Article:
Kashmir: Paradise on earth, if you can get there (w/gallery)

Published: June 11, 2014


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Kashmiri muslim woman walk home carrying empty willow baskets on outskirts of Srinagar on December 16, 2010. Kashmir is in the grip of a severe cold with temperature plummeting below zero degree celsius. AFP PHOTO/Tauseef MUSTAFA (Photo credit should read TAUSEEF MUSTAFA/AFP/Getty Images)

MANSOOR LADHA
FOR CALGARY HERALD

A flower vendor approaches a houseboat in Kashmir.

It was third time lucky for us; on two previous visits to India, we were advised not to venture into Kashmir, the disputed area sought by both India and Pakistan.

India has occupied Muslim-dominated Kashmir from 1947 and has to face Muslim insurgents said to be supported by Pakistan. The two countries have fought several declared wars over the territory. The Indo-Pakistani War of 1947 established the rough boundaries of today, with Pakistan holding roughly one-third of Kashmir, and India one-half.

After arriving in Shrinager, the capital, one can understand why India doesn’t want to give up this area known as “Heaven on Earth.” Kashmir is blessed with natural beauty, lakes, mountains, flowers, fruits and friendly people.

Aptly described as the Switzerland of India, Kashmir is based in the Himalayan regions, offering picturesque views and majestic mountains for skiing in winter.

Our Kashmiri experience started with a three-day stay in a houseboat. The four of us made our home in a houseboat moored in Dal Lake. The two-bedroom boat had all modern facilities such as hot/cold showers, formal dining room and a living room richly decorated with plush cushions and Kashmiri carpets. We also had at our disposal two people who were responsible for cooking and cleaning for us. The standard of food was excellent and made fresh every day to satisfy our culinary buds.

The pair cooked all three meals, sometimes dishes request by us, smilingly. Hot, delicious spicy hors d’oeuvres were prepared before our pre-dinner cocktail sessions. The highlight was a trip in a smaller boat called shikara. A shikara, with a driver sitting at the lower end, is padded with a comfortable couch allowing a couple to enjoy a romantic ride on the lake. Like the gondolas in Venice, shikaras are cultural symbols of Kashmir, used for transporting people, fishing, harvesting aquatic vegetation and selling merchandise to people residing in various boats. It was very common to see a flower seller or a retail merchant plying his wares to tourists living in neighbouring houseboats.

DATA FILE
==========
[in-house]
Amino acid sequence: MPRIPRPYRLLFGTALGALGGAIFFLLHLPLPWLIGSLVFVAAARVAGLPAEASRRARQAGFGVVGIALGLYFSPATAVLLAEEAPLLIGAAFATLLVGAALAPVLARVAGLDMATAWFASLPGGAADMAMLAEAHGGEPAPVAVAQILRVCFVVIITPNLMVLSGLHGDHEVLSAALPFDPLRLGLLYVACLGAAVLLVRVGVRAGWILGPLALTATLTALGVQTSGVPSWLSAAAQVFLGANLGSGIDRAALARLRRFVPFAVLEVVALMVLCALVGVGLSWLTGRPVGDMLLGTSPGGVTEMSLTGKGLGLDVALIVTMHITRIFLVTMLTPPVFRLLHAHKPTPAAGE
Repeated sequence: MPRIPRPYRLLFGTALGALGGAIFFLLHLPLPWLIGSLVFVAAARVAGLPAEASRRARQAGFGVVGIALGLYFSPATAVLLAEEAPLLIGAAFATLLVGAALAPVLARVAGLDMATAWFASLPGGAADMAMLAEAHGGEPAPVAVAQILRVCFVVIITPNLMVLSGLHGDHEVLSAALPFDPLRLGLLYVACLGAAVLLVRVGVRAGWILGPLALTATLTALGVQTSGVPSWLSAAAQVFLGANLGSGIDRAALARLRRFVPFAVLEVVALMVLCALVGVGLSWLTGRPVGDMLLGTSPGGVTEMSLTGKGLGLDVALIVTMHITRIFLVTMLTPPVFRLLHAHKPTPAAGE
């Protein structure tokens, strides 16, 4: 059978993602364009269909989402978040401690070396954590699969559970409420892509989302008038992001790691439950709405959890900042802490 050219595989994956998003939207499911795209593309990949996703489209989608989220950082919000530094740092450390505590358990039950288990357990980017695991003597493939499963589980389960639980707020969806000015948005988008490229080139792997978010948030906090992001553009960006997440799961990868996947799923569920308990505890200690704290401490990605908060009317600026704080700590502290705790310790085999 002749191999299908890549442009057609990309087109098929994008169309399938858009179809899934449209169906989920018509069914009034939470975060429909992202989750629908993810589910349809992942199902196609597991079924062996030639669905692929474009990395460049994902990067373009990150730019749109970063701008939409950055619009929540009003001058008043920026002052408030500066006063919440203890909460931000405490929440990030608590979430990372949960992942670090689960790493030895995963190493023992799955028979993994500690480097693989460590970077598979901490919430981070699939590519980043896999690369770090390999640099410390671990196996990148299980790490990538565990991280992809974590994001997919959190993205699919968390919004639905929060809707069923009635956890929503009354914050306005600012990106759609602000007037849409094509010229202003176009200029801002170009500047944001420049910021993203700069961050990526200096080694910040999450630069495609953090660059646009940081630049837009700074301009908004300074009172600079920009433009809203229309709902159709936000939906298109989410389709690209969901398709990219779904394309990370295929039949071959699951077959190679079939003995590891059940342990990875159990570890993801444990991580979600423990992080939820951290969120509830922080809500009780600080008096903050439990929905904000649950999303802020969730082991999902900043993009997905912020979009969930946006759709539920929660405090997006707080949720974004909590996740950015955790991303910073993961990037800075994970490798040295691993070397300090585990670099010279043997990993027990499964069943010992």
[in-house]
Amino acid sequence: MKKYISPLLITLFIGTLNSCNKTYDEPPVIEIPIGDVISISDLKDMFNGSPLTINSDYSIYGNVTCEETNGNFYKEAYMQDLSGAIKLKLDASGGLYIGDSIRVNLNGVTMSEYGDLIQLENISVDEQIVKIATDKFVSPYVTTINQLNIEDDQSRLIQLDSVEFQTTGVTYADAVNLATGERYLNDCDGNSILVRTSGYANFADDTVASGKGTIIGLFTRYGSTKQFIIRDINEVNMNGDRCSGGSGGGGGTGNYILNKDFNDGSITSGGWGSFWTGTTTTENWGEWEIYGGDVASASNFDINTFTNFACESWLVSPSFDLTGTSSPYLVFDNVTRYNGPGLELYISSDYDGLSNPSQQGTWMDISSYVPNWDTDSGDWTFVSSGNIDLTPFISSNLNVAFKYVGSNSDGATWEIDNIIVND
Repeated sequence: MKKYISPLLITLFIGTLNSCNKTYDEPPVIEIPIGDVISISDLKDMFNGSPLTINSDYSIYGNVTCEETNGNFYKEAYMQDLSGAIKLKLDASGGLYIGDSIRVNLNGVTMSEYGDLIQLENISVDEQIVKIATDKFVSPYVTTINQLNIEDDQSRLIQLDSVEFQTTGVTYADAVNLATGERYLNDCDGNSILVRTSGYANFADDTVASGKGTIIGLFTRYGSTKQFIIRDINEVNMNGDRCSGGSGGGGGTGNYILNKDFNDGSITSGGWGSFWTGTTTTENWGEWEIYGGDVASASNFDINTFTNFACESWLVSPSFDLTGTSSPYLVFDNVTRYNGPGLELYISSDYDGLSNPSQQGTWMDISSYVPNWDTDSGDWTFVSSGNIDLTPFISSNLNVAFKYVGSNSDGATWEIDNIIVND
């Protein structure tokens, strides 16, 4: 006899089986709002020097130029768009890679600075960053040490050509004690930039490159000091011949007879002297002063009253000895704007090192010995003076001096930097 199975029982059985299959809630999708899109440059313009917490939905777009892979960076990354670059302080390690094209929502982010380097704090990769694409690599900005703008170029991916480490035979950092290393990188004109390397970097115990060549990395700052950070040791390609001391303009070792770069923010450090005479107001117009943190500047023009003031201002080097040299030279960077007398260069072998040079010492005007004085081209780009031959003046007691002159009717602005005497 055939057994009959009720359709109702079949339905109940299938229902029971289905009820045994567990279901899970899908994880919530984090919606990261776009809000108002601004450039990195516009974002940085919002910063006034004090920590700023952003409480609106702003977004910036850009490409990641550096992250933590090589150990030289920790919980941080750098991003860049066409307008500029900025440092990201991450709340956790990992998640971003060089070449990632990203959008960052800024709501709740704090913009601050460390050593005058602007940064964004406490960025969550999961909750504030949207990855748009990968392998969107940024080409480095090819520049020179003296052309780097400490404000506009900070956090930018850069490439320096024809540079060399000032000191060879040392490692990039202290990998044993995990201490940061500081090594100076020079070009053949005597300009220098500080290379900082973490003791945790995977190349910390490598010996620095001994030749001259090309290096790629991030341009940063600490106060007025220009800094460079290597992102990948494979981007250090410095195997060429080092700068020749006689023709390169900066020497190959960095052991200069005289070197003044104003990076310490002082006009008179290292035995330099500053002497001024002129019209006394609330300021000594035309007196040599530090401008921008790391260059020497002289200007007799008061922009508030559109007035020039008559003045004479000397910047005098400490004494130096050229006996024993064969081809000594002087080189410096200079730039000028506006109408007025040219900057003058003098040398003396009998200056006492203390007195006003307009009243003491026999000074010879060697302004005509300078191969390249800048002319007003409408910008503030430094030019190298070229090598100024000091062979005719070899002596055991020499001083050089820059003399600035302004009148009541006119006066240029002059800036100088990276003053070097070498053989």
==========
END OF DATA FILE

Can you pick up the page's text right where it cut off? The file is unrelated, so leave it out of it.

Kashmir boasts an unrivalled tradition of craftsmanship and some of its specialties are finely carved and chiselled woodwork of walnut and oak and beautifully worked silver. Undoubtedly, Kashmir is internationally renowned for the variety and design of its carpets. Another specialty is pashmina — goat’s wool of extreme fineness and intricate embroidery — dried fruits, nuts and pure saffron.

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Pahalgam, situated at an altitude of 2,130 meters, is a two-hour comfortable drive from Srinagar, through saffron fields, fir covered mountains and flower-strewn pastures. It’s probably the most popular hill station resort in the Kashmir valley. The area has beautiful streams and one can hear the roar of the nearby waterfalls. A common sight in this rural community of alpine beauty is of shepherds driving their flock of sheep around town.

Tourists in Pahalgam can explore the countryside on ponies or go on day hikes in the thick-forested hills. Pahalgam’s mountain streams and rivers are rich in trout and anglers can try their luck at trout fishing.

A hub of India’s tourism sector is Shimla, which was declared the summer capital of British India. It is at the historical vice regal Lodge, where the famous Shimla conference of 1945, paving the independence of India and Pakistan, was held. Today, one section has pictorial historical museum while the other portion houses the Indian Institute of Advanced Study. Home to well-recognized colleges and research stations in India, Shimla have a large number of temples and palaces.

Shimla is considered among the top 10 preferred entrepreneurial locations in India and famous for its buildings styled in neo-Gothic architecture dating from the colonial era.

According to one source, there are 800,000 Indian troops stationed in Kashmir. India is hyper sensitive about security in the country following the bombing of the Taj Hotel in Mumbai in 2008. The presence of armed troops in Kashmir is a familiar sight. On every street and corner, at tourist attractions, hotels and other public places, there are soldiers openly sporting guns. Airports, train stations and even five-star hotels all over India have tight security and screening procedures, sometimes more than once, frustrating foreigners unused to such treatment.

The fight for control of this “paradise” will continue because none of the parties is willing to compromise despite several conferences and meeting on the issue. Kashmir will remain a “no man’s land,” but unfortunately, it is the Kashmiris who are suffering.

India’s Union Minister Jairam Ramesh criticized his own government publicly by saying that India’s Kashmir policy is dictated by spy agencies. “Kashmir is transforming but has India changed it mindset towards it? We are not showing enough sensitivity to Kashmiris, who suffer suspicion and humiliation in our cities. India should respect their culture and embrace them wholeheartedly,” he said.

As usual, these words fell on deaf ears and there seems to be to solution to the “paradise” question.

- Mansoor Ladha is a journalist and travel writer based in Calgary.


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